Stocktake is an exciting activity for restaurant and cafe owners – said no one ever. Inventory management can be a daunting task but it has to be done. Even if it’s not on your list of favourite things to do, it has to be done right. Proper inventory affects a restaurant’s ability to serve high-quality and fresh food, and a small error in stocktake can spell the difference between satisfied patrons and low-quality meals.

Read our foolproof inventory management techniques to guide you through your next stocktake.

Start strong

You know it has to be done and it has to be done right. Managing your inventory from day one is ideal because it increases efficiency and saves you a lot of money. It prevents nasty surprises such as running low on ingredients when your restaurant is starting to cater at full capacity.

Most POS systems should be able to help you do a stocktake. Just make sure that your POS is set up properly for this task. If you don’t have a POS in place, you should seriously start considering getting one for your business.

Train your team well

While not everyone in your team will do restaurant stocktaking, you will want everyone trained for this task in case you need them to help out. Inventory management could be done at several levels. Shift managers, for example, should deliver inventory reports before they clock out for the day to alert the next shift of any issues. The back-of-house staff should also be trained to note down spillage, errors and issues of rotten food as and when they encounter them. These are factors that the POS system may not be able to track automatically so you need your team to step up and report these as accurately as possible.

Inventory items may vary from one food business to another, but make sure your staff are familiar with general terms such as sitting inventory, usage, variance, depletion and yield.

Minimise human error

Restaurant or cafe inventory management is best practiced in twos. This ensures you have an extra pair of eyes looking out for any discrepancies or anomalies throughout the entire exercise.

In a previous post, we talked about preventing employee theft in your food business. Having two or more people accountable for the stock helps to minimise the risk of theft.  

It’s impossible to avoid human error completely but you can help minimize mistakes by running a smooth inventory management process. Structure the stocktake sheet according to your kitchen’s layout so the staff can just move from one area to another.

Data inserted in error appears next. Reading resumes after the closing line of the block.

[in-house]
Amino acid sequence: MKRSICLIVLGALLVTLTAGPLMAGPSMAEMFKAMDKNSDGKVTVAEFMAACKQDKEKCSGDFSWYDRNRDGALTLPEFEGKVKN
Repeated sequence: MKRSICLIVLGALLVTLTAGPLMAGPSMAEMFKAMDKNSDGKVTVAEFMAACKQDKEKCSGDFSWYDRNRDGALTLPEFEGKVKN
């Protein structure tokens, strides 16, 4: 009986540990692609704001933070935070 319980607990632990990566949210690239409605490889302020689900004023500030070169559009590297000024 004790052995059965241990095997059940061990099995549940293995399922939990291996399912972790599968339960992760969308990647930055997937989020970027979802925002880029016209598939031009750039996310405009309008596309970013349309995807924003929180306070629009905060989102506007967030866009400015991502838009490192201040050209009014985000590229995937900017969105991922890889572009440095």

Organise your kitchen

One secret to faster and more efficient stocktaking is keeping your kitchen and your storage organised. Practice the ‘first in, first out’ mentality when handling food stocks so nothing goes bad and to make sure you’re efficiently using your sitting inventory, saving money in the long run. Label all food with the date received and expiry dates and make sure to use the ones that expire soonest.

Do it regularly

Stocktaking in the foodservice industry should be done regularly. You should create a reasonable stocktaking schedule and make sure that you and your staff stick to it. As much as possible, run inventory around the same time of the day and around the same time of the week so you don’t get thrown off by inconsistencies in your data. This will also ensure that you can accurately forecast how much to order.

Always do a stocktake before a new order arrives. Don’t keep adding new stock without checking your inventory first.

Minimise food waste

It is inevitable that some of the food in your storage will go bad before it can be used. Also note that there will be variance in your inventory figures. But it’s important to understand where the discrepancies are coming from so you can limit them. Establishing a clear process such as “first in, first out” and regular cafe or restaurant stocktaking can help you minimize food waste and get as close to 100% food economy as possible. Implementing automated systems for tracking inventory around your food business can also help alleviate overspend and wastage.

Ready to automate? Contact for a more in-depth advice on inventory management techniques you can apply to your food business.